Feed Preview

Frontotemporal Dementia

Frontotemporal Dementia diagram by Atthapon Raksthaput, Shutterstock
Atthapon Raksthaput, Shutterstock

Frontotemporal dementia (FTD) refers to disorders caused by progressive neuronal loss in the frontal and temporal lobes of the brain. Here is the latest research on FTD and FTD-associated disorders.

Top 20 most recent papers
Acta Neuropathologica Communications

Analysis of neurodegenerative disease-causing genes in dementia with Lewy bodies

Acta Neuropathologica CommunicationsJanuary 31, 2020
Tatiana OrmeJose Bras
7
1
bioRxiv

Phase separation of toxic dipeptide repeat proteins related to C9orf72 ALS/FTD

bioRxivFebruary 1, 2020
Hamidreza JafariniaPatrick Onck
12
Journal of Geriatric Psychiatry and Neurology

Distinguishing Frontotemporal Dementia From Alzheimer Disease Through Everyday Function Profiles: Trajectories of Change

Journal of Geriatric Psychiatry and NeurologyFebruary 15, 2020
Clarissa M GiebelMizanur Khondoker
6
Journal of Alzheimer's Disease : JAD

Longitudinal Amyloid-β PET in Atypical Alzheimer's Disease and Frontotemporal Lobar Degeneration

Journal of Alzheimer's Disease : JADFebruary 11, 2020
Jennifer L WhitwellKeith A Josephs
4
1
Clinical Neuropathology

History of Pick's disease

Clinical NeuropathologyFebruary 1, 2020
Jacqueline Mikol
1
Brain : a Journal of Neurology

Morphometric network differences in ageing versus Alzheimer's disease dementia

Brain : a Journal of NeurologyFebruary 11, 2020
Alexa Pichet BinettePREVENT-AD Research Group
53
1
International Journal of Molecular Sciences

Innate Immunity: A Common Denominator between Neurodegenerative and Neuropsychiatric Diseases

International Journal of Molecular SciencesFebruary 13, 2020
Fabiana NovellinoGiuseppe Donato
3
1
Frontiers in Neurology

Functional Characterization of Atrophy Patterns Related to Cognitive Impairment

Frontiers in NeurologyFebruary 11, 2020
Gereon J SchnellbächerImis Dogan
1
1

See more papers from this feed

Related Feeds

ALS

Amyotrophic Lateral Sclerosis (ALS), also known as motor neuron disease, is associated with the death of neurons that control voluntary muscles. Discover the latest research on ALS here.

ALS & FTD: TDP-43

ALS shares with a considerable proportion of FTD cases the same neuropathological substrate, namely, inclusions of abnormally phosphorylated protein tdp-43 (ptdp-43). Here are the latest discoveries pertaining to ptdp-43 and these diseases.

ALS - Pathogenic Mechanisms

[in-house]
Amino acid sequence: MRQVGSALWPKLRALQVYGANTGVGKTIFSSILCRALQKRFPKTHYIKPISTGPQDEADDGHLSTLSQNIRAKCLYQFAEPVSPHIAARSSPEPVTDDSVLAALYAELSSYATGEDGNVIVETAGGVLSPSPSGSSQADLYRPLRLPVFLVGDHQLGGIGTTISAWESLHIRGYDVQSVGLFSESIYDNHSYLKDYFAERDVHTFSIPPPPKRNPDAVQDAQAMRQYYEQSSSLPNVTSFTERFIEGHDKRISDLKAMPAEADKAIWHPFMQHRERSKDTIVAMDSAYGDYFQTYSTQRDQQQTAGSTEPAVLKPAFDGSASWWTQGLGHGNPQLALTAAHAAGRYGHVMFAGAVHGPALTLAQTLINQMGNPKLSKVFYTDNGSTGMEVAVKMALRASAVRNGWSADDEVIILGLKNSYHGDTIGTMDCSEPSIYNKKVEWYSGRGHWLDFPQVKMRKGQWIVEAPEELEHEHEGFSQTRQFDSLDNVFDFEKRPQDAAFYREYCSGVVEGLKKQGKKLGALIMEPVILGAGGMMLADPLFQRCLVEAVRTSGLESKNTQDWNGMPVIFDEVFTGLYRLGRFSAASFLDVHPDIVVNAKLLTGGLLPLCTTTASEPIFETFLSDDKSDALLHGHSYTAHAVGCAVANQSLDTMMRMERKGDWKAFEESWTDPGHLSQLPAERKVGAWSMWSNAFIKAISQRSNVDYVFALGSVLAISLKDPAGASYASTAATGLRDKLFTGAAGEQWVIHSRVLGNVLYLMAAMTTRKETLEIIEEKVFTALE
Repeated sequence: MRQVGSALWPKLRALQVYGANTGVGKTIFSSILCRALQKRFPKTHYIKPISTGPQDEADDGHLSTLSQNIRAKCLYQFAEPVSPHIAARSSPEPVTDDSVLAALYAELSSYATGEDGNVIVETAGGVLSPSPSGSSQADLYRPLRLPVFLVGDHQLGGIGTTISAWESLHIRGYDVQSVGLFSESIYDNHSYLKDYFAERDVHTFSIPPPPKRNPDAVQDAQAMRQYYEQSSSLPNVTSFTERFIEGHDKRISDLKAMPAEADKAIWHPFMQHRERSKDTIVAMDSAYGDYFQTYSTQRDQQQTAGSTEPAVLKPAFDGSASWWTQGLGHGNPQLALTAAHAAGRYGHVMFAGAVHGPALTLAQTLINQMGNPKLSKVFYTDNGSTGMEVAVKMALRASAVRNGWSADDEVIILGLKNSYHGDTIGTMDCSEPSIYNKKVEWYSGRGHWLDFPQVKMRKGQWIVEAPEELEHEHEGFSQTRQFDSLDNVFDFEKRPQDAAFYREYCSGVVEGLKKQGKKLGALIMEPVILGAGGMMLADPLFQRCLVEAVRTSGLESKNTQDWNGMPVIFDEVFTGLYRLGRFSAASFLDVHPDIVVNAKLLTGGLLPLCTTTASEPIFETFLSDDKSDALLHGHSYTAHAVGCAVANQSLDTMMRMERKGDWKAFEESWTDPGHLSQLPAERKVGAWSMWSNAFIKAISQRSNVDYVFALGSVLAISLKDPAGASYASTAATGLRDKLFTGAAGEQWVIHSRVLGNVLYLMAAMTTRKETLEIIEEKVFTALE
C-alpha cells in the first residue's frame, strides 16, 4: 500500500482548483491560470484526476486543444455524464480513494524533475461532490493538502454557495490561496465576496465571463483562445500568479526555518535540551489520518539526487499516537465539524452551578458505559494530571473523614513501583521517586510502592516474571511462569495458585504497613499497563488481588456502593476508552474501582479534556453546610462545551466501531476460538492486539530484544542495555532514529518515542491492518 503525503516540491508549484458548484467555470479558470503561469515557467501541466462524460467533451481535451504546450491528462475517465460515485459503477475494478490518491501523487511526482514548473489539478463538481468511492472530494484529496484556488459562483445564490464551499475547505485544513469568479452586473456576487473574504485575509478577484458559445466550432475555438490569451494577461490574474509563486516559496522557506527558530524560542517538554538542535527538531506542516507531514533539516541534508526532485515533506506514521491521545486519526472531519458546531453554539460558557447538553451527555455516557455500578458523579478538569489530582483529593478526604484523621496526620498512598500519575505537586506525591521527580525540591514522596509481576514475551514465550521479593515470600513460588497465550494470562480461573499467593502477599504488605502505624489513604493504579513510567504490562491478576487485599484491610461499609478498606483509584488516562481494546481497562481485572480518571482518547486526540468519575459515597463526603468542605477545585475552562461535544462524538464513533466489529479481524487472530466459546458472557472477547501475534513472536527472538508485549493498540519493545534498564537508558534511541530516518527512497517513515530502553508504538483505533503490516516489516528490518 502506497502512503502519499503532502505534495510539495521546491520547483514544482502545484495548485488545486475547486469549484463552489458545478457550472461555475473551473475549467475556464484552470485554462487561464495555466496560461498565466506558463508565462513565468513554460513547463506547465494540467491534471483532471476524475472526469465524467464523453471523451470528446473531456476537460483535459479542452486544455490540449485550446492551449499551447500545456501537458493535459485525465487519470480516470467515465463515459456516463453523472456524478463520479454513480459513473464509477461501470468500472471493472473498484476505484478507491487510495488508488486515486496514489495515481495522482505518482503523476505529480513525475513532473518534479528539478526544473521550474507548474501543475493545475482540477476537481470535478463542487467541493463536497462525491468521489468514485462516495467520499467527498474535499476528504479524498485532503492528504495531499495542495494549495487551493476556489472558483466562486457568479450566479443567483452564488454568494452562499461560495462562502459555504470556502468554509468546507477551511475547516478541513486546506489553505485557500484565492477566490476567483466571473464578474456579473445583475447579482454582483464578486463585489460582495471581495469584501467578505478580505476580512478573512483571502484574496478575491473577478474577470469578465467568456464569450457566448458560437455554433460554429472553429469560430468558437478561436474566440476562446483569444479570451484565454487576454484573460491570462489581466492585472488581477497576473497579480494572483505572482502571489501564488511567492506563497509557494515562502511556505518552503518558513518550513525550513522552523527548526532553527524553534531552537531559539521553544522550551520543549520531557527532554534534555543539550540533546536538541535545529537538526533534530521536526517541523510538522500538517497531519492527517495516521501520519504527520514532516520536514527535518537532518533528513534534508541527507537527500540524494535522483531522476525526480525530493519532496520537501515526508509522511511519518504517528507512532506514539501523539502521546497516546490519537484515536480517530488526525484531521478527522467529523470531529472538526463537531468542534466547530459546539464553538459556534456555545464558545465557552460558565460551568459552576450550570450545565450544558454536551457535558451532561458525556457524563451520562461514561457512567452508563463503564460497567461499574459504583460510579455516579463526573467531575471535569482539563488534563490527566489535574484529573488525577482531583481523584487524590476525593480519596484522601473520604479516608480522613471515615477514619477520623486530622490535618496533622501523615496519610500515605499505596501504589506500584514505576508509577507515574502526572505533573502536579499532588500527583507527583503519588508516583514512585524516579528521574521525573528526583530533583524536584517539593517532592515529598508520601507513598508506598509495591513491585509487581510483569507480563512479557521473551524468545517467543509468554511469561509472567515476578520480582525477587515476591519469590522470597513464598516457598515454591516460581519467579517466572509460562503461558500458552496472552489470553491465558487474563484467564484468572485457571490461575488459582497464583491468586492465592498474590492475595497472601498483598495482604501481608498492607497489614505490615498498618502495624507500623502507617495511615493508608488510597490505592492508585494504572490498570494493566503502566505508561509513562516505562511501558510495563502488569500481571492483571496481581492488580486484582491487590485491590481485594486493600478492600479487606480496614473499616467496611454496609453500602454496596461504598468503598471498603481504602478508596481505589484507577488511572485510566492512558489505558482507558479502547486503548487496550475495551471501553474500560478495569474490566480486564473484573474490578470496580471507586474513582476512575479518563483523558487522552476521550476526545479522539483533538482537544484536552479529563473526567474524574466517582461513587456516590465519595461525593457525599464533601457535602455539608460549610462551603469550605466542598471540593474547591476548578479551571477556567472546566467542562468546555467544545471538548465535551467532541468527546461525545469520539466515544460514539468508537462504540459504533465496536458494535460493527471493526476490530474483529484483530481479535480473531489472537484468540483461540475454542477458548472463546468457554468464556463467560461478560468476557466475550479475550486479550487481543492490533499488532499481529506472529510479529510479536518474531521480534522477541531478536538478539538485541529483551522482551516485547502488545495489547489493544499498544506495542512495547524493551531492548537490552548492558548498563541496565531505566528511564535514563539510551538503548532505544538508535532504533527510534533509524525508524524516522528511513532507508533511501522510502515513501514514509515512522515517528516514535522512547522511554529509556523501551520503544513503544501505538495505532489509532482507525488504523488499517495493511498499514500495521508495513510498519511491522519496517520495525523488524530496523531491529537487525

Amyotrophic lateral sclerosis (ALS) is a progressive neurodegenerative disorder characterized by muscle weakness. Here is the latest research investigating pathogenic mechanisms that underlie this genetically heterogeneous disorder.

ALS - Phenotypes

Amyotrophic lateral sclerosis (ALS) is a progressive neurodegenerative disorder characterized by muscle weakness. Here is the latest research investigating phenotypes associated with this genetically heterogeneous disorder.

ALS: Genetics

Amyotrophic lateral sclerosis (ALS) is a progressive neurodegenerative disorder characterized by muscle weakness. ALS is a genetically heterogeneous disorder with several causative genes. Here are the latest discoveries pertaining to the genetics of this disease.

ALS: Prions

Prions are misfolded proteins which characterize several fatal neurodegenerative diseases. Prion-like mechanisms are associated with the pathogenesis of Amyotrophic Lateral Sclerosis (ALS). Here are the latest discoveries pertaining to this disease.

ALS: Stress Granules

Amyotrophic Lateral Sclerosis (ALS) is a neurodegenerative disease characterized by cytoplasmic protein aggregates within motor neurons. TDP-43 is an ALS-linked protein that is known to regulate splicing and storage of specific mRNAs into stress granules, which have been implicated in formation of ALS protein aggregates. Here is the latest research.

ALS: Therapies

Amyotrophic Lateral Sclerosis (ALS), also known as motor neuron disease, is associated with the death of neurons that control voluntary muscles. Discover the latest research on ALS therapies here.

ALS: Transposon de-silencing

Transposon silencing is a form of transcriptional gene silencing. These gene silencing mechanisms are impaired in Amyotrophic lateral sclerosis (ALS). Here are the latest discoveries pertaining to transposon silencing and this disease.

Age-related Dementia

Age-related dementia (Alzheimer's disease) results from the destructive impact of the pulse on cerebral vasculature. Evidence is reviewed that the neuropathology of the dementia is caused by the breakdown of small cerebral vessels (silent microbleeds), that the microbleeds result from pulse-induced damage to the cerebral vessels, and that pulse becomes increasingly destructive with age, because of the age-related stiffening of the aorta and great arteries, which causes an increase in the intensity of the pressure pulse. Discover the latest research on age-related dementia here.

© 2020 Meta ULC. All rights reserved
/feed-previews/frontotemporal-dementia/806b2e01-8987-48ff-a599-f71effb4d394